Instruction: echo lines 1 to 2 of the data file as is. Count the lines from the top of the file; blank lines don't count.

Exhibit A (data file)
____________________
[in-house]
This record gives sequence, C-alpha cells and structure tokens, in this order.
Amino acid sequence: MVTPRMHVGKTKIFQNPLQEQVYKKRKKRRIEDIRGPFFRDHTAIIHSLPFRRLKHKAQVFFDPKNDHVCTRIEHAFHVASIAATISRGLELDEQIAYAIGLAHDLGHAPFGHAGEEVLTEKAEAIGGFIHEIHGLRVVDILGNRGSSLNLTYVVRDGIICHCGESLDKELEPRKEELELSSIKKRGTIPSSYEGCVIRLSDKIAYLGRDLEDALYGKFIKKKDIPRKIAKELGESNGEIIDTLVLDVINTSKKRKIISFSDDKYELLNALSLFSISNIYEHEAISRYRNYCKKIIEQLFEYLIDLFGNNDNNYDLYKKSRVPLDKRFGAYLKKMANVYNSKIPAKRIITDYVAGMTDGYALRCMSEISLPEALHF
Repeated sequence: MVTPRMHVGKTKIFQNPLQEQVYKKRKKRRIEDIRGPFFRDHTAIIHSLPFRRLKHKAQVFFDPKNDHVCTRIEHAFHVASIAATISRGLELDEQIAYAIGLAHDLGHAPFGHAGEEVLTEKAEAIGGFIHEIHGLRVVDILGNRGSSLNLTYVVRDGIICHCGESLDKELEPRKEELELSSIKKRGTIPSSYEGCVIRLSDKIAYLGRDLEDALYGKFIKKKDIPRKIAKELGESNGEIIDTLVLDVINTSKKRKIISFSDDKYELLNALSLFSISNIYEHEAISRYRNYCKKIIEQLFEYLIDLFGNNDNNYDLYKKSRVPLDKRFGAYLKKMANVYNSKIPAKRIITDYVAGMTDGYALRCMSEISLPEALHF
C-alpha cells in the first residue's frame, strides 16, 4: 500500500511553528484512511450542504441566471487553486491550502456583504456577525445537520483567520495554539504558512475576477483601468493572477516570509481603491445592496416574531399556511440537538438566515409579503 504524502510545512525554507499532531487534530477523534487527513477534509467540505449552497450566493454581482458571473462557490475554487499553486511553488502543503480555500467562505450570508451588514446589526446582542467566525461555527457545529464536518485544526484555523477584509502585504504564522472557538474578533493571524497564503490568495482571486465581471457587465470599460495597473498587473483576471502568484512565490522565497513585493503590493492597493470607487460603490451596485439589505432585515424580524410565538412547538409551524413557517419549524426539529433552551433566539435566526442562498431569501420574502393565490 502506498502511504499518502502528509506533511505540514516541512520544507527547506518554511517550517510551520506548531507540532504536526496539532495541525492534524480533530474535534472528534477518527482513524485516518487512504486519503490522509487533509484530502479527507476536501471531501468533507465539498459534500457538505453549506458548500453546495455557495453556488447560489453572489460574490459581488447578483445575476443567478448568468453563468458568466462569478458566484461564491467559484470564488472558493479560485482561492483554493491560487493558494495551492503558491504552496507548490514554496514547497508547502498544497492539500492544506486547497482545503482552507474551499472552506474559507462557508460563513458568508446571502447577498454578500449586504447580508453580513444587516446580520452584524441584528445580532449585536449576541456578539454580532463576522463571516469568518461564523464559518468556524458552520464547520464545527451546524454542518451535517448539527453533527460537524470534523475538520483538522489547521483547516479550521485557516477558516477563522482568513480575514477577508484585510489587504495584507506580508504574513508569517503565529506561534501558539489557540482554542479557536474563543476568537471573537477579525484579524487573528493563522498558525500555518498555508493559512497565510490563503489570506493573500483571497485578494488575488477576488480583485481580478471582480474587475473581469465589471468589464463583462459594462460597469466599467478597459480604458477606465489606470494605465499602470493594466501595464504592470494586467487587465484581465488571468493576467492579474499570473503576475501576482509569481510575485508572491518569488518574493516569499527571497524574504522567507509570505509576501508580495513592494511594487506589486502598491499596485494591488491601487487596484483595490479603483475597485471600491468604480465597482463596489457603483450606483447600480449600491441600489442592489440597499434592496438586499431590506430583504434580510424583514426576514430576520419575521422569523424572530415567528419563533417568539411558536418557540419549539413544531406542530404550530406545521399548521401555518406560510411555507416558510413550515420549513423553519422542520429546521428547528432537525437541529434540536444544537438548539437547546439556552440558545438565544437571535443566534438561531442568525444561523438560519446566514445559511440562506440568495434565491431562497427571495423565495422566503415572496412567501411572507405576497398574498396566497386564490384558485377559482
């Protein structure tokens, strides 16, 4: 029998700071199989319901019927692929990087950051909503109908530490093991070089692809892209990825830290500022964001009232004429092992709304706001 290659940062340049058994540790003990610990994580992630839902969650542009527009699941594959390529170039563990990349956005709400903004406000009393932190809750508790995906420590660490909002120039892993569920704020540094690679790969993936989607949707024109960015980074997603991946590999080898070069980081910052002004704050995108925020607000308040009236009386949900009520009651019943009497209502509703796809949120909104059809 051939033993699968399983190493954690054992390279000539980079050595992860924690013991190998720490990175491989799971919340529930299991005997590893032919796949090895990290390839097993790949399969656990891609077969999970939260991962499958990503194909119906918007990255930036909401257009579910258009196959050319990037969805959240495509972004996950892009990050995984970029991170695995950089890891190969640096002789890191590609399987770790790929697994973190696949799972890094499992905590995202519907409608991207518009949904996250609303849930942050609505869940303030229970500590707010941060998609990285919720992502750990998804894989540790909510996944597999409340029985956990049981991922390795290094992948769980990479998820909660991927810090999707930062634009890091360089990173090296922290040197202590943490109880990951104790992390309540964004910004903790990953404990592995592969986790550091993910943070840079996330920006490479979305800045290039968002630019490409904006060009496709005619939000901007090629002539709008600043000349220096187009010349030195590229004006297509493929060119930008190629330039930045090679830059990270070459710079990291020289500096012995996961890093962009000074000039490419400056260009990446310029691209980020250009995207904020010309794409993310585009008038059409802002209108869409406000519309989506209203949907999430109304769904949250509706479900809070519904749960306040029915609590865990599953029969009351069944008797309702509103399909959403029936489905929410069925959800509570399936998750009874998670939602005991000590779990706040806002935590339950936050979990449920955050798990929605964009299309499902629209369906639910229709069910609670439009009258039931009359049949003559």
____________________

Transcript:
[in-house]
This record gives sequence, C-alpha cells and structure tokens, in this order.